Clinton: Firings a Bush Admin Power Grab

The Associated Press
Tuesday, March 27, 2007; 1:10 AM

DES MOINES, Iowa -- Democratic presidential hopeful Hillary Rodham Clinton on Monday blamed the Bush administration's fear of scandal for the firing of eight U.S. attorneys, dismissals she said were virtually unprecedented.

The New York senator dismissed any comparison between the midterm firing of the federal prosecutors last fall with the replacement of 93 U.S. attorneys when her husband, Bill Clinton, took office in 1993.

"That's a traditional prerogative of an incoming president," Clinton said in an interview with The Associated Press.

Once U.S. attorneys are confirmed, they should be given broad latitude to enforce the law as they see fit, she said.

"I think one of the hallmarks of our democracy is we have a devotion to the rule of law, which has historically included a degree of independence for U.S. attorneys to go after public corruption and pursue cases that are important to that constituency," Clinton said.

The government's 93 U.S. attorneys are presidential appointees who can be hired and fired at will. Presidents generally replace all of their predecessor's prosecutors at the start of their administrations, and midterm firings of multiple U.S. attorneys are unusual.

Ronald Reagan fired all sitting U.S. attorneys when he took office in 1981 and Bill Clinton did the same.

Clinton conceded that should she win the presidency in 2008, she likely would replace all of the U.S. attorneys appointed by President Bush.

"You can go on and on," Clinton said. "I don't think it's a series of coincidences that the White House, in its waning years, is worried about the public corruption cases that have stalked it inside the White House and among the executive branch and the Republican Congress, that it would be moving to protect itself."

She said the firings were the latest attempt by the Bush administration to consolidate executive power.

"I think that if this were an isolated incident, we'd be inclined to say 'Look, they overshot it,'" said Clinton. "This is part of a long record of trying to upset the traditional separation of powers."

Democrats have accused the Justice Department and the White House of purging the prosecutors for political reasons. The administration maintains the firings were not improper because U.S. attorneys are political appointees.

In a brief interview that touched on several subjects, Clinton said the Senate is struggling to deal with an Iraq funding measure. A House-passed bill includes a timetable for pulling troops out of Iraq, but Clinton said there's no consensus in the Senate.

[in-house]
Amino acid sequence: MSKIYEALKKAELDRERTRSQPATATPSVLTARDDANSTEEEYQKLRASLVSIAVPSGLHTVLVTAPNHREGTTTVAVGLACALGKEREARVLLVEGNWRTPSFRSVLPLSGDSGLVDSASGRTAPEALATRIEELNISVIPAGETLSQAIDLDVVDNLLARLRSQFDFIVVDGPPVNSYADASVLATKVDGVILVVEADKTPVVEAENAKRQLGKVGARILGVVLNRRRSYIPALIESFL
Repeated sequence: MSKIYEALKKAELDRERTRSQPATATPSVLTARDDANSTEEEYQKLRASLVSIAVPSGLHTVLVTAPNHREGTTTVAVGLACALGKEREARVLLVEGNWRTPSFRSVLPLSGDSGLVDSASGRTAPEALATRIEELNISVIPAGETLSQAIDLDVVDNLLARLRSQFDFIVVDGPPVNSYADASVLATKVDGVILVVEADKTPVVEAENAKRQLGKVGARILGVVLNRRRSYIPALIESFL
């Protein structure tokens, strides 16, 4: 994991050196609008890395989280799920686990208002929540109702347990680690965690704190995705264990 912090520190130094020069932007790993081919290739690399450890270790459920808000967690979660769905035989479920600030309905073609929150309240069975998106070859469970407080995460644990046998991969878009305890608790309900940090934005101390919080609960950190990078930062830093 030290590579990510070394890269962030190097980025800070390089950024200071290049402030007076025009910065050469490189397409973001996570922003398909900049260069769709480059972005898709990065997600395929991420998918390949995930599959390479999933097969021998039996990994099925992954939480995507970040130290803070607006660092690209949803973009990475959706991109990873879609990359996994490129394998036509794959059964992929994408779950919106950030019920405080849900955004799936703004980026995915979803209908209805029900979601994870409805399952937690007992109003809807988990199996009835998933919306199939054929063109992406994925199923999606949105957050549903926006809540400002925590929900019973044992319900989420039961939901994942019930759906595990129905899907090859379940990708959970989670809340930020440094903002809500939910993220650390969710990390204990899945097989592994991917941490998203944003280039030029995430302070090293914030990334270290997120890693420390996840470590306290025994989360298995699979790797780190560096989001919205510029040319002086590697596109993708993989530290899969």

"We don't have the votes to pass anything," she said. "We are in a stalemate and it's very unfortunate because the president's policy in Iraq has proven to be not only unsuccessful, but very damaging to America's interests."

Clinton spoke after events earlier in the day in Des Moines. She held a forum, broadcast on ABC's "Good Morning America," focused on health care issues and she received the endorsement of former Iowa Gov. Tom Vilsack, who dropped his short-lived bid for the presidency on Feb. 23.

During the forum, one questioner held up a DVD containing a detailed description of Democratic rival John Edwards' plan for universal health care and asked Clinton if she would offer a specific proposal. She responded that she wanted to hear from Americans about what they wanted before releasing a plan.

In the interview, she noted that many health care proposals are similar to reforms she made during her husband's presidency.

"I put out a plan in '93 and '94 and it's interesting to me that most of the plans being put out are pretty much in line with what I put out in '93 and '94," Clinton said.

At the forum, Clinton said the odds of approving health care reforms had improved, largely due to voter demands.

"We're going to have universal health care when I'm president _ there's no doubt about that. We're going to get it done," Clinton said.

Although she gained Vilsack's backing, Clinton sidestepped a question on whether she'd consider him as a running mate should she win the nomination.

"Hillary Clinton has been tried and tested like no other candidate for president," said Tom Vilsack.

His wife, Christie, added, "To me, this is not just an endorsement but a commitment."

© 2007 The Associated Press